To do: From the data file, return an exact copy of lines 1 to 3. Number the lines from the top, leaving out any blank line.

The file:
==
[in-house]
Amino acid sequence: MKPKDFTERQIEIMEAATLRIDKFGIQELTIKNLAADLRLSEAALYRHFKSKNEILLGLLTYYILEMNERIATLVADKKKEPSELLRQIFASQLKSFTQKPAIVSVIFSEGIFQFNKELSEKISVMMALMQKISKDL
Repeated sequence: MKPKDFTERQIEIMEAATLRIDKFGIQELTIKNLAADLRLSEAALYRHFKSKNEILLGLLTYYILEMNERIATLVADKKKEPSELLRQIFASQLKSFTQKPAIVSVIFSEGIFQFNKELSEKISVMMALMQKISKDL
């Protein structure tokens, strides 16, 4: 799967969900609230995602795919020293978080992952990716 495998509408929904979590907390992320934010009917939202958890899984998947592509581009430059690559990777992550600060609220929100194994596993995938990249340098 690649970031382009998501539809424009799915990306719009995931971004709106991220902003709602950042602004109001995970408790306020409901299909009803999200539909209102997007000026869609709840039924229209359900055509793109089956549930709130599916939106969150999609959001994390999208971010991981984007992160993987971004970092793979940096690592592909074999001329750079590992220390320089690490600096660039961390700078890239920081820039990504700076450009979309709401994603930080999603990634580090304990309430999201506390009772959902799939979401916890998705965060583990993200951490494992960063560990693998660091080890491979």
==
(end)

[in-house]
Amino acid sequence: MKPKDFTERQIEIMEAATLRIDKFGIQELTIKNLAADLRLSEAALYRHFKSKNEILLGLLTYYILEMNERIATLVADKKKEPSELLRQIFASQLKSFTQKPAIVSVIFSEGIFQFNKELSEKISVMMALMQKISKDL
Repeated sequence: MKPKDFTERQIEIMEAATLRIDKFGIQELTIKNLAADLRLSEAALYRHFKSKNEILLGLLTYYILEMNERIATLVADKKKEPSELLRQIFASQLKSFTQKPAIVSVIFSEGIFQFNKELSEKISVMMALMQKISKDL